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Scotland

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Scots law is a unique legal system which has roots in various different sources of law. Up until the mid-tenth century, the law in Scotland was almost certainly Celtic,[1] but after that point, feudal and canon law gradually took over. On succeeding to the throne in 1124, King David I introduced elements of Anglo-Norman laws and legal institutions, such as sheriffs and justices. Scots law's first known text, Regiam Majestatem, was based heavily on Glanvill's English law treatise, although it also contains elements of civil law, feudal law, canon law, customary law and native Scots statutes. Although there was some indirect Roman law inflence on Scots law, via the civil law and canon law used in the church courts, the direct influence of Roman law was slight up until around the mid-fifteenth century.[2] After this time, Roman law was often adopted in argument in court, in an adapted form, where there was no native Scots rule to settle a dispute; and Roman law was in this way partially received into Scots law. Thus comparative law classifies Scots law as a mixed legal system, a group that also contains South African law and the legal systems of Louisiana, Quebec and Puerto Rico.[3]

Since the Acts of Union, in 1707, it has shared a legislature with the rest of the United Kingdom. Scotland retained a fundamentally different legal system from that of England and Wales, but the Union brought English influence on Scots law. In recent years, Scots law has also been affected by European law under the Treaty of Rome, the requirements of the European Convention on Human Rights (entered into by members of the Council of Europe) and the establishment of the Scottish Parliament which may pass legislation within its areas of legislative competence as detailed by the Scotland Act 1998.[4]

There are substantial differences between Scots Law, English law and Northern Ireland law in areas such as property law, criminal law, trusts law, inheritance law, evidence law and family law while there are greater similarities in areas of national interest such as commercial law and taxation law. Some of the more important practical differences between the jurisdictions include the age of legal capacity (16 years old in Scotland, 18 years old in England)[5][6], the use of a 15 member jury in Scotland rather than the usual 12 members,[7] the fact that the accused in a criminal trial does not have the right to elect a judge or jury trial,[7] judges and juries of criminal trials have the "third verdict" of "not proven" available to them,[8] and the fact that Equity does not exist in Scots law. Some of the more important practical similarities between the jurisdictions include the similar protections for consumers under the Sale of Goods Act 1979[9], very similar treatment under various taxation legislation and similar protections for employees and agents.[10]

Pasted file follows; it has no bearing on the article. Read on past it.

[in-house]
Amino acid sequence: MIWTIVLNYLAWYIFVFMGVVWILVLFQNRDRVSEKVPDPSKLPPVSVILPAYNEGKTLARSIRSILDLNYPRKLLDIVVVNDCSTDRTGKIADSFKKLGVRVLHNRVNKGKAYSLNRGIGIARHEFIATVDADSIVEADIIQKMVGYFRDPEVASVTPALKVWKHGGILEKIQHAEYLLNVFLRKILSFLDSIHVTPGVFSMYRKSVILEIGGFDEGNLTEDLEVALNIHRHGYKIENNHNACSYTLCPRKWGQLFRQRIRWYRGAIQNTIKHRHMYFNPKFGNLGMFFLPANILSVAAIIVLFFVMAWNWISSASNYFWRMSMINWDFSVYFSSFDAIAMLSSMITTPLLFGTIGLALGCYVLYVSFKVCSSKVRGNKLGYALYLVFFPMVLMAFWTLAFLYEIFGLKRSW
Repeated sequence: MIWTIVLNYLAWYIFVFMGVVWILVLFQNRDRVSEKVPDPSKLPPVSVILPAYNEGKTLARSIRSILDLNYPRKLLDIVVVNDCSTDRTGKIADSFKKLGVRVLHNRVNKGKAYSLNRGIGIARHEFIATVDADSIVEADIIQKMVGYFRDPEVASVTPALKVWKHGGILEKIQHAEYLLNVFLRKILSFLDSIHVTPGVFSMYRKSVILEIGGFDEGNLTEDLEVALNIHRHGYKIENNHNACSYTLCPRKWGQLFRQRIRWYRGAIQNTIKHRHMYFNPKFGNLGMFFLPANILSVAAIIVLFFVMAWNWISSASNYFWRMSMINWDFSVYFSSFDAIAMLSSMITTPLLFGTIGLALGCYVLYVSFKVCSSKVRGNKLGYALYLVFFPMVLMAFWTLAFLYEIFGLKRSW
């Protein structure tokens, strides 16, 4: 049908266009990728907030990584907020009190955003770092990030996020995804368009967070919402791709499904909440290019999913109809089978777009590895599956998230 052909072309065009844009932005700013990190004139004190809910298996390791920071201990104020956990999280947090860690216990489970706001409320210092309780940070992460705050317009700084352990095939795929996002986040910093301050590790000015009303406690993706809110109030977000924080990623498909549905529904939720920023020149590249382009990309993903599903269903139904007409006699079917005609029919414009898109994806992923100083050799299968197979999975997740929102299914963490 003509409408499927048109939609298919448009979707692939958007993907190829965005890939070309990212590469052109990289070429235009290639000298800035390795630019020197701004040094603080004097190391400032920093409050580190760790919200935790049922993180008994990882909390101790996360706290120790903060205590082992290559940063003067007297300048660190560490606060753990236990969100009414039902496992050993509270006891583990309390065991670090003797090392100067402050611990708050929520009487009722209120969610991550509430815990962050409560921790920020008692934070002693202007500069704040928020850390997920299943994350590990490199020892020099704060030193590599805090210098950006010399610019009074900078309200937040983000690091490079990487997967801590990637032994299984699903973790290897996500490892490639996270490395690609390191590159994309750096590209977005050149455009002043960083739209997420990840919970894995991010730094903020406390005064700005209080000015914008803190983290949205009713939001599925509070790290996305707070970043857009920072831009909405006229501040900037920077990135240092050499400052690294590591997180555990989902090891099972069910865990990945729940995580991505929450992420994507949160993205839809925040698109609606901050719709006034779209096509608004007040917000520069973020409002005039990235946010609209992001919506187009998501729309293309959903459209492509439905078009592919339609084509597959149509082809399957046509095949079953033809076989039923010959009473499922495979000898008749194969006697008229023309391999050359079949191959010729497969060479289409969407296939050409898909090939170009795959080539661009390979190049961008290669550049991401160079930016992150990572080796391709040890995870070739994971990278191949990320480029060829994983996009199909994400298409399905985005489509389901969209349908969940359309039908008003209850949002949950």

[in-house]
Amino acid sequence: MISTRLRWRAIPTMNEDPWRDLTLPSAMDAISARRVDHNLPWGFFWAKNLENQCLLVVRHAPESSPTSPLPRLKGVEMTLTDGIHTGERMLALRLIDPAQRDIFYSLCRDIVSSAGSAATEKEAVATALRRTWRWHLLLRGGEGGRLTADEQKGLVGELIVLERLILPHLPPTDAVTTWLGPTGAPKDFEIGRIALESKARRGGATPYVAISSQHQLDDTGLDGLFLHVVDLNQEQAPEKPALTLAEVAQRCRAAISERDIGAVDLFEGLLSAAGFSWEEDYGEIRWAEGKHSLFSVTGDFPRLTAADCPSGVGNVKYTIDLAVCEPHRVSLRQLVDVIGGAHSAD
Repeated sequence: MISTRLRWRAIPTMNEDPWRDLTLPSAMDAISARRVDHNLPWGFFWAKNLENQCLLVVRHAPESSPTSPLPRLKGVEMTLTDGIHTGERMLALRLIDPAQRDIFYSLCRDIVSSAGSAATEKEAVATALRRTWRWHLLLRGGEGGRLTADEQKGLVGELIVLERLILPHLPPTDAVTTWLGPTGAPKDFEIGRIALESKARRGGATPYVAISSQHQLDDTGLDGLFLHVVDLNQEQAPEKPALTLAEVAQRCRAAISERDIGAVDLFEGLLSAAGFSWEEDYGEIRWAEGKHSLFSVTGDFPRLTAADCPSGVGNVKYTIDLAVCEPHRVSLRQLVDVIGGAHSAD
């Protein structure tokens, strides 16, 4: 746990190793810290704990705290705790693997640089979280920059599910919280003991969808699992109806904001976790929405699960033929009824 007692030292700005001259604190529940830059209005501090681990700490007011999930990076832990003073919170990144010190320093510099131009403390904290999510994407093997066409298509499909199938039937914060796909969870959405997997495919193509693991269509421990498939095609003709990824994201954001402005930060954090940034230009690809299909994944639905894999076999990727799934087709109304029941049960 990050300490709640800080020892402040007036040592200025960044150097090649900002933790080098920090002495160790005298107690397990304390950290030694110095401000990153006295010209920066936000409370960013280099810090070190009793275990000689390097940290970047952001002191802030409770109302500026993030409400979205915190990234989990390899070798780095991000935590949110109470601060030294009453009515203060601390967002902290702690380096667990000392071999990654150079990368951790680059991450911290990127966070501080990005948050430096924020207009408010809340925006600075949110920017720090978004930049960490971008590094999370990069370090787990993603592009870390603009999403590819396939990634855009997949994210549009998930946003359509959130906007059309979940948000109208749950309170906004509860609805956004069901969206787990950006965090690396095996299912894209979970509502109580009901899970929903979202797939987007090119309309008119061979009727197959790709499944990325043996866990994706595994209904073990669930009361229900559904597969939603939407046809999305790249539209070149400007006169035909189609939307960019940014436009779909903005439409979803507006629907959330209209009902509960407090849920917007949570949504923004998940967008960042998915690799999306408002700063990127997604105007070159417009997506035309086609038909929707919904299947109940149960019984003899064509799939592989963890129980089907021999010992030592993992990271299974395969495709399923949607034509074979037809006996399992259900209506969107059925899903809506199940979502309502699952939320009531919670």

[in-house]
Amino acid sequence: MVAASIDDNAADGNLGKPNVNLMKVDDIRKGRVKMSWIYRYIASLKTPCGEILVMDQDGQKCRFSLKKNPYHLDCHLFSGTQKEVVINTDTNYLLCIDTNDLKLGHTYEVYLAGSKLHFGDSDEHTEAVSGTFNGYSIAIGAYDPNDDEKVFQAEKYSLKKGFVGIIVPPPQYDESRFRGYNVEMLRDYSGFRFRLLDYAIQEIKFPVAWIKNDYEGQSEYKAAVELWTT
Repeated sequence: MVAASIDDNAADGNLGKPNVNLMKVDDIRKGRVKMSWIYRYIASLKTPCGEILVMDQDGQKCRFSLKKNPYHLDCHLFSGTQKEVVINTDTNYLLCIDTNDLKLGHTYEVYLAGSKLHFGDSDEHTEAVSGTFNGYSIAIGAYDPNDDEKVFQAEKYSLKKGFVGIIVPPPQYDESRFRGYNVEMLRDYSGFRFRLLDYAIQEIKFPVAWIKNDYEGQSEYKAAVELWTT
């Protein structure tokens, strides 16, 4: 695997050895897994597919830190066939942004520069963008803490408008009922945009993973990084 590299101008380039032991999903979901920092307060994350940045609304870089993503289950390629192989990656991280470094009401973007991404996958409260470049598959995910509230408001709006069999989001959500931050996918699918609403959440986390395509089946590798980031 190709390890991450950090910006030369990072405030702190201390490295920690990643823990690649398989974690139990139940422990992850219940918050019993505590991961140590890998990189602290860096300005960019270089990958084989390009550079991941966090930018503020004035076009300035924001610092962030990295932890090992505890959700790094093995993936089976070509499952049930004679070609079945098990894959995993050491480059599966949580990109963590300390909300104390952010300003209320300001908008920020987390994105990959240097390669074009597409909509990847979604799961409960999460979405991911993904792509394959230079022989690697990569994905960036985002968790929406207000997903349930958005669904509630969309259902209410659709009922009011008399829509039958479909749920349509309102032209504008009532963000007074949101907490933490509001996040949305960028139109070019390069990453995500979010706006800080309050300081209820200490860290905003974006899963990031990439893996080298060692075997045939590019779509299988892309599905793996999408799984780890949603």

Contents

Legal system

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Governance and administration

Many areas of Scots law are legislated for by the Scottish Parliament, whose authority devolved from the Parliament of the United Kingdom (Westminster). Areas of Scots law over which the Scottish Parliament has competency include health, education, criminal justice, local government, environment and civil justice amongst others. However, certain powers are reserved to Westminster such as defence, international relations, fiscal and economic policy, drugs law, and broadcasting, amongst others. The Scottish Parliament has been granted limited tax raising powers.

Minister for Justice

The Scottish Government has executive responsibility for the Scottish legal system, which is headed by the Cabinet Secretary for Justice. The Minister for Justice has political responsibility for policing, law enforcement, the courts of Scotland, the Scottish Prison Service, fire services, civil emergencies and civil justice

Legal profession

The Scottish legal profession has two main branches, Advocates and Solicitors.

Advocates

Advocates, the equivalent of the English Barristers, belong to the Faculty of Advocates which distinguishes between junior counsel and senior counsel, the upper echelon of the latter being designated Queen's Counsel. Advocates specialise in presenting cases before courts and tribunals, with near-exclusive (see solicitor-advocates below) rights of audience before the higher courts, and in giving legal opinions. They usually receive instructions indirectly from clients through solicitors, though in many circumstances they can be instructed directly by members of certain (professional) associations.